• Dyal Singh Majithia

Dyal Singh Majithia (1848-1898) was more than just the founder of the Dyal Singh Public Library,
the man who left his fortune to the Dyal Singh College in Lahore – its successor institution is in the heart of Lutyens’
Delhi and the Tribune. He was also a leading businessman and philanthropist of late 19th century India and one of the founding fathers
of Indian nationhood. He was the only Punjabi in the ‘group of 17’ that met in Chennai and agreed to set up the Indian National
Congress, a rare north Indian luminary in the predominantly Bengali Bramo Samaj, the child of a Sikh warrior clan that
had fought alongside Ranjit Singh, who travelled to Europe and sought to replicate the best of the Enlightenment
in his beloved Punjab, and his treasured India.

A strange, singular character, Dyal Singh was philosopher and spiritualist whom no one faith
could claim nor consume. He anticipated the future, putting in the capital to help set up the first bank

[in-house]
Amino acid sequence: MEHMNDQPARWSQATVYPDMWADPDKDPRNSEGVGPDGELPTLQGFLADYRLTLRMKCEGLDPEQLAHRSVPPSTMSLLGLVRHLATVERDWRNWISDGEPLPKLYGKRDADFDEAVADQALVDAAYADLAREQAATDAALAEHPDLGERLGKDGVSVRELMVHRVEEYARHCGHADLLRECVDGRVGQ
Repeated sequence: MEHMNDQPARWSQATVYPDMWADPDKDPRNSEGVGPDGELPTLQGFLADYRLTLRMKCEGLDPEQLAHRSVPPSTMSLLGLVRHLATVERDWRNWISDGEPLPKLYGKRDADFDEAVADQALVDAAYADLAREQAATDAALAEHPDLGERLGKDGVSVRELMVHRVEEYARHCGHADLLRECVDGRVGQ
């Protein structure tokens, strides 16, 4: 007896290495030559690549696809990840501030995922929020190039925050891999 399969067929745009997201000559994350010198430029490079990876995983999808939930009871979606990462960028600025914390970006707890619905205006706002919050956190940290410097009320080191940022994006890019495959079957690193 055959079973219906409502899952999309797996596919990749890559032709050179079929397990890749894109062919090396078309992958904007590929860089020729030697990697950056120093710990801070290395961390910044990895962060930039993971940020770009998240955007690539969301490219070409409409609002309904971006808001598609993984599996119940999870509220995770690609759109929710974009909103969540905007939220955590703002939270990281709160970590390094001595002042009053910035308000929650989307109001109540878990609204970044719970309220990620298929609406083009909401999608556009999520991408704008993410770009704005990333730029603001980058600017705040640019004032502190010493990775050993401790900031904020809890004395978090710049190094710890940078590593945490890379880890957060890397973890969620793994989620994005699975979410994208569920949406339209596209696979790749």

entirely run and owned by Indians,the Punjab National Bank, so that Indian industrialists could get easy access to
capital to take on Britons. As a social reformer, he imagined the need of education for the common man and founded Dyal Singh Public
Library and Dyal Singh College. As a constitutionalist and a liberal, he realized the value of the free press and set up what
became northern India’s leading nationalist newspaper in the English language, The Tribune.

Yet he had good friends among the British and admired their educational system, insisting that the University of Punjab be not
an Oriental seminary but modelled on the University of London. Today, the institutions he put in shape continue to influence two
nations. Not surprisingly, he is the only public figure who has had biographies published by the governments of both India
and Pakistan. Even the Wagah border, so close to his native village of Majitha, cannot divide his legacy.